Want to know what books John Sutherland recommends on their reading list? We've researched interviews, social media posts, podcasts, and articles to build a comprehensive list of John Sutherland's favorite book recommendations of all time.
Orphaned as a child, Jane has felt an outcast her whole young life. Her courage is tested once again when she arrives at Thornfield Hall, where she has been hired by the brooding, proud Edward Rochester to care for his ward Adèle. Jane finds herself drawn to his troubled yet kind spirit. She falls in love. Hard.
But there is a terrifying secret inside the gloomy, forbidding Thornfield Hall. Is Rochester hiding from Jane? Will Jane be left heartbroken and exiled once again?less
Audrey PennMy next one is Jane Eyre. She was orphaned and sent to a very rich aunt, who had her own very selfish children. Jane Eyre was not the perfect child and she was sent to live in a girls’ school. She made one friend, but unfortunately the little girl died, so she had to toughen up. She grew up there and learned everything she needed to know about teaching. She was a very good artist, she played a... (Source)
Stella TillyardVanity Fair is another historical novel and a tremendous saga. I would call it the Whig version of the Regency. It is the tale of an adventuress abroad in a land where quick fortunes and metropolitan vices are very much in evidence. It is fantastically good humoured. I suppose it is the way that a liberal Victorian would look back on that time. (Source)
This best-selling Norton Critical Edition is based on the 1847 first edition of the novel. For the Fourth Edition, the editor has collated the 1847 text with several modern editions and has corrected a number of variants, including accidentals. The text is accompanied by entirely new explanatory annotations.
New to the fourth Edition are twelve of Emily Bronte's letters regarding the publication of the 1847 edition of... more
John SutherlandThe Brontës had this idea of a Samson figure. Rochester, like Samson, has to be mutilated before he can be domesticated. What is interesting about Heathcliff, in Wuthering Heights, is that he isn’t. He remains this superman. He is greater than a human being. He is named after two elemental things, the heath and the cliff. We never know what his first name is. (Source)
Robert McCrumCathy—and all of Emily Brontë’s characters—are more or less feral. That’s why we love them. It’s a different world, it’s a mad world. In some ways, Emily Brontë is more of a poet. But she has inspired many subsequent writers of fiction. You couldn’t imagine Lawrence without her, for example. You couldn’t imagine some of Hardy. (Source)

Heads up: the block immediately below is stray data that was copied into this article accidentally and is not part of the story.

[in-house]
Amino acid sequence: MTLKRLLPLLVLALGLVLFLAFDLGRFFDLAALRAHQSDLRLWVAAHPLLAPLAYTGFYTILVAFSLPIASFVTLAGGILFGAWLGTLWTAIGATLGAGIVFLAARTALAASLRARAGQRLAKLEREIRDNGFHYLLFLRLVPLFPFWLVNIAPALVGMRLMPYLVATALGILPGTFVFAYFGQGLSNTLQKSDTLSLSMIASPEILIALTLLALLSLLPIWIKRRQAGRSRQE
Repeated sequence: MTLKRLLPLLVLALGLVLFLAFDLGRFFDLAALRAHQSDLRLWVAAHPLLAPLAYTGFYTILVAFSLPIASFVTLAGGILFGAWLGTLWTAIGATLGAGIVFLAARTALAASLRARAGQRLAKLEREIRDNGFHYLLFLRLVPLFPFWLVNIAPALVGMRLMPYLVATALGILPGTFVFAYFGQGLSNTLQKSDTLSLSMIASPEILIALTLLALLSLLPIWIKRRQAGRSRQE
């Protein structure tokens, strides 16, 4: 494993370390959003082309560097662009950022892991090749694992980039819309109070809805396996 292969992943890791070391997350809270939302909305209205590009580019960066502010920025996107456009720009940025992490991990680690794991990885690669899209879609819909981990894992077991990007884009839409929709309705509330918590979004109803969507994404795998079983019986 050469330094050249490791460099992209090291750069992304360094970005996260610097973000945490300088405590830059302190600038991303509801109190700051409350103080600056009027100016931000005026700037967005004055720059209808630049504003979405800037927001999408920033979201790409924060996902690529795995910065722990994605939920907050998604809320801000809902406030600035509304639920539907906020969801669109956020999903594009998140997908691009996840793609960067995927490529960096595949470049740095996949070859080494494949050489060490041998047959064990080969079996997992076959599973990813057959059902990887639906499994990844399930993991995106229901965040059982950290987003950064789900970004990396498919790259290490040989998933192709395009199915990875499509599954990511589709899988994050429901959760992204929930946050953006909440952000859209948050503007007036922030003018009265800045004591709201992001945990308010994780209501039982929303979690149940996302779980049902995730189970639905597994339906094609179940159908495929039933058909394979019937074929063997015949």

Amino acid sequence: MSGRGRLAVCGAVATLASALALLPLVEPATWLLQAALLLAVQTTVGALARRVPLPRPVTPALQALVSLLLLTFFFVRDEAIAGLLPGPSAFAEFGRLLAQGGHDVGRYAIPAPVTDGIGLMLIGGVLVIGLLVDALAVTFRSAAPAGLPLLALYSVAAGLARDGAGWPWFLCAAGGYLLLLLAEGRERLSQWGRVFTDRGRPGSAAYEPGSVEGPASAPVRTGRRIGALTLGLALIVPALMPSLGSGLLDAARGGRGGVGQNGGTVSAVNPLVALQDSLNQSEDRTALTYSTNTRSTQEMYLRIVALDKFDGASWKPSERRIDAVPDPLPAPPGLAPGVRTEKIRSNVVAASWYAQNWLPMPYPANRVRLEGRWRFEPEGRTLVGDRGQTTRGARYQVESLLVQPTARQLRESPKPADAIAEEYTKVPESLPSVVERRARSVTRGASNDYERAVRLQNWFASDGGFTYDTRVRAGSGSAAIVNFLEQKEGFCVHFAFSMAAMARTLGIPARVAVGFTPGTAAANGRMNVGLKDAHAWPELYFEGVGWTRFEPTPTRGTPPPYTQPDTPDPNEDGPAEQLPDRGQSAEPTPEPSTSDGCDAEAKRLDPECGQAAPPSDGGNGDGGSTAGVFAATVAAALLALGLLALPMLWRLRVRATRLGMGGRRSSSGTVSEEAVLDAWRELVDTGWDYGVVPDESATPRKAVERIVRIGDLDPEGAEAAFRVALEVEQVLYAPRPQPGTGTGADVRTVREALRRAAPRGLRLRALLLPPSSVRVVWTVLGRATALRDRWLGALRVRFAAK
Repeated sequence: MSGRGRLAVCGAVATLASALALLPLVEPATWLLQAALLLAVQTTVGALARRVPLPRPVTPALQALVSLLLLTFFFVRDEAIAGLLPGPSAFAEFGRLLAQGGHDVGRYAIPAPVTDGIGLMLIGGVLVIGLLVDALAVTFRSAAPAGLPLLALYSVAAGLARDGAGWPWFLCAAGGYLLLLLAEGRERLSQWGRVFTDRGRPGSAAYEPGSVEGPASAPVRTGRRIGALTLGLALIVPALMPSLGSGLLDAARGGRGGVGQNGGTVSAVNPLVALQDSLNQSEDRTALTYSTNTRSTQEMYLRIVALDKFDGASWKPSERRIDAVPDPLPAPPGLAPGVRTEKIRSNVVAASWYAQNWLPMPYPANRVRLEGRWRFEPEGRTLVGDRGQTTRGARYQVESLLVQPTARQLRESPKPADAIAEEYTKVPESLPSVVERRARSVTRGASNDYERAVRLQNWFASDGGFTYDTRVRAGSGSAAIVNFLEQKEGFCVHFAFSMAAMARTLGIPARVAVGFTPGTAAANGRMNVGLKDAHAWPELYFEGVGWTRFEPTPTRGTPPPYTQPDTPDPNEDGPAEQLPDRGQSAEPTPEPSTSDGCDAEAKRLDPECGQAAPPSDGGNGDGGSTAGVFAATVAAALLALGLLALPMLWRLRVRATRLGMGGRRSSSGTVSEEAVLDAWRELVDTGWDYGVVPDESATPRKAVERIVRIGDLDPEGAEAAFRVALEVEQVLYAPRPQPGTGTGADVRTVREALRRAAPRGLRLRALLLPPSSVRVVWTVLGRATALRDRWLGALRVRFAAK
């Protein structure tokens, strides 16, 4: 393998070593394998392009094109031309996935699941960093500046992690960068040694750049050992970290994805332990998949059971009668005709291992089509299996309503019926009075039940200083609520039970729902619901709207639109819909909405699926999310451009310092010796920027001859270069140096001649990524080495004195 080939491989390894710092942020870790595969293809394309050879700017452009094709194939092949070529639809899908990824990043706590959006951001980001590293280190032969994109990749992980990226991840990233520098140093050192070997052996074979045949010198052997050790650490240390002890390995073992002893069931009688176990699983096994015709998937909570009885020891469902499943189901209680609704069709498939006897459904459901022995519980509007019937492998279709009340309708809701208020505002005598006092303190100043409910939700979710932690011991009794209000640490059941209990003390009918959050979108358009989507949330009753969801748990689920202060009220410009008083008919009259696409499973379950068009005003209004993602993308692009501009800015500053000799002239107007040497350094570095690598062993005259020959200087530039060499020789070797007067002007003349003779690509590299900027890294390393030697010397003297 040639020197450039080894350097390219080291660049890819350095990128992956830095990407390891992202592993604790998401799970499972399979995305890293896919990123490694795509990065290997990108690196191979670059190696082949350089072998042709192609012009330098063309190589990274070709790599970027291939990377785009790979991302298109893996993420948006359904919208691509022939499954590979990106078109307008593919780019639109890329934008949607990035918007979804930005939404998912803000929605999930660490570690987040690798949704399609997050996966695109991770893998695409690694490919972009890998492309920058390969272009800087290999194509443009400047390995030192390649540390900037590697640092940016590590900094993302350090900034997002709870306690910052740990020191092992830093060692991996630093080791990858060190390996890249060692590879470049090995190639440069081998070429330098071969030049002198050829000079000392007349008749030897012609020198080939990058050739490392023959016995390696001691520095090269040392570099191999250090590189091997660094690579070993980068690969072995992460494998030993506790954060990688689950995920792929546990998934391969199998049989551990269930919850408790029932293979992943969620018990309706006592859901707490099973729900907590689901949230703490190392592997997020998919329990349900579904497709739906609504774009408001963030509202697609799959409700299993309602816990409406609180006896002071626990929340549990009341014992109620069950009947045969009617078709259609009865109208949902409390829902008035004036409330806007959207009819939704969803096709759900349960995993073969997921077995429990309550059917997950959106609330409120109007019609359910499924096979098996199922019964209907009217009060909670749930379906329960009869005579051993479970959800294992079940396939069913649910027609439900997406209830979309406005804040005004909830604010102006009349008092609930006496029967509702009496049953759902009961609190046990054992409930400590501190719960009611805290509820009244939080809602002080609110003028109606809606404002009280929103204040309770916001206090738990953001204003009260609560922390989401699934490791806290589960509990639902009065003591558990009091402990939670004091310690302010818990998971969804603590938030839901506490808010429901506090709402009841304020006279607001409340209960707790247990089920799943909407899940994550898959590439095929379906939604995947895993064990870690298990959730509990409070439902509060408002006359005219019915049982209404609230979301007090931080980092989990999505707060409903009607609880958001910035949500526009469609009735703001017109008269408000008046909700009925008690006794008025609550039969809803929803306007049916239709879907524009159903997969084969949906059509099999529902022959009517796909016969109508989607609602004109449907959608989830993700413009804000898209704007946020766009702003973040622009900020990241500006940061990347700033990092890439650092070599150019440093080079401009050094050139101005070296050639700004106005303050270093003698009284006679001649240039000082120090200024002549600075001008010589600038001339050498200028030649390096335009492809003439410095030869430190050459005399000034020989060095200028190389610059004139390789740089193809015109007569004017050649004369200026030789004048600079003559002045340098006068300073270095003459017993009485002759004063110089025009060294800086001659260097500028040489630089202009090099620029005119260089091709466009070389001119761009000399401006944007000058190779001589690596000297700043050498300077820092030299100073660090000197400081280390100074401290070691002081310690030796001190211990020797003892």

Dikkens uşaq yaşlarında səfil həyat tərzi sürüb. Bu iztirablı tale onun bütün yaradıcılığında əks olunub. Onun qəhrəmanlarının əksəriyyəti kasıb, köməksiz, yetim uşaqlardır. Ancaq o bu sadə uşaqların içindəki burjuaziya tərəfindən aşağılanan təmiz hisslərini ədəbiyyata çevirməyi bacararaq üstündəki... more
Marvin LiaoMy list would be (besides the ones I mentioned in answer to the previous question) both business & Fiction/Sci-Fi and ones I personally found helpful to myself. The business books explain just exactly how business, work & investing are in reality & how to think properly & differentiate yourself. On the non-business side, a mix of History & classic fiction to understand people, philosophy to make... (Source)
Robert Douglas-FairhurstWhat the rest of Great Expectations shows is that having Christmas lasting all the way through your life might not be a good thing. Having a Santa Claus figure who keeps throwing gifts and money at you when they’re not necessarily wanted or deserved might be a handicap. (Source)
Don't have time to read John Sutherland's favorite books? Read Shortform summaries.
Shortform summaries help you learn 10x faster by:
- Being comprehensive: you learn the most important points in the book
- Cutting out the fluff: you focus your time on what's important to know
- Interactive exercises: apply the book's ideas to your own life with our educators' guidance.